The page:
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By Simon Evans
TOKYO (Reuters) - No matter how many times Olympic athletes are told they should be proud of their silver medals, for many of them, second best can never be good enough.
American Chase Kalisz knew he could do better than his silver in the 400m medley at Rio but he had to wait five years for the chance to prove it.
On Sunday, he did just that.
The 27-year-old took the gold on the opening day of the medal events at the Tokyo Aquatic Centre with a swim of 4:09.42, leading an American one-two with Jay Litherland collecting silver.
And there was no attempt to disguise the fact he had been motivated by a desire to set right that loss to Japan's Kosuke Hagino in 2016.
"I do feel like I let the U.S. down in 2016," he said. “The U.S. has a proud legacy in the 400m individual medley. This was my redemption story."
The United States had won the event at the previous five Olympics, including two golds each for Tom Dolan and Michael Phelps before Ryan Lochte's victory in London in 2012.
The streak ended with Kalisz's loss in Rio and his coach Jack Bauerle had no doubt that it hurt.
"He wanted a gold there, I really do think that sometimes when you don’t get everything you want then that is the best motivator – it takes care of a lot of coaching, I think that’s the best way to put it” said Bauerle.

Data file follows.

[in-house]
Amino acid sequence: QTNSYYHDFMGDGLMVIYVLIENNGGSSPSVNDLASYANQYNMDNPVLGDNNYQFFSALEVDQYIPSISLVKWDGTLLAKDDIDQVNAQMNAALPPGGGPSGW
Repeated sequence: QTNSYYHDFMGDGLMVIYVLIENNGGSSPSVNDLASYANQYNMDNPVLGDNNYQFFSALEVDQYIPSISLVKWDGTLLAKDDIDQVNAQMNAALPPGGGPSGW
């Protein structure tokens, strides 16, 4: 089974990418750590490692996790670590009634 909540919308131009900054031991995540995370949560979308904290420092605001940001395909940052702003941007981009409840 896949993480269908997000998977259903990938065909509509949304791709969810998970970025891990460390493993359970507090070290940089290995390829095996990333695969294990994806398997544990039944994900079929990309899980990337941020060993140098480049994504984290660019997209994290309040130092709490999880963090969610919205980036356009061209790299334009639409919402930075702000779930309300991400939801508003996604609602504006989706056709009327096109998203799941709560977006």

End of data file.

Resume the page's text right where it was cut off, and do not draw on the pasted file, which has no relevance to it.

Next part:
Kalisz had been preparing for a repeat battle with a Japanese swimmer but Daiya Seto, the pre-Games favourite for gold, had failed to qualify from Saturday's heats.
The American got in front on the first length of the backstroke after France's Leon Marchand had led after the butterfly leg and he never looked back.
He battled with New Zealand's Lewis Clareburt through the breaststroke but Kalisz powered through the freestyle leg to get to his goal.
"It means the world. This is the last thing that I really wanted to accomplish in my swimming career," said Kalisz.
"It was something that was a dream of mine for as long as I could remember. I can't believe it."
It was by no means a fast race, with Kalisz's time just under six seconds slower than Phelps's world record from Beijing in 2008.
But Kalisz said that the whole situation with COVID restrictions had changed the nature of the race.
"I had a feeling going in a few days prior that this wasn't going to be a race for time, it was going to be a battle of who prepared the most through prelims and finals with the world mixed up."
(Reporting by Simon Evans; Editing by Peter Rutherford)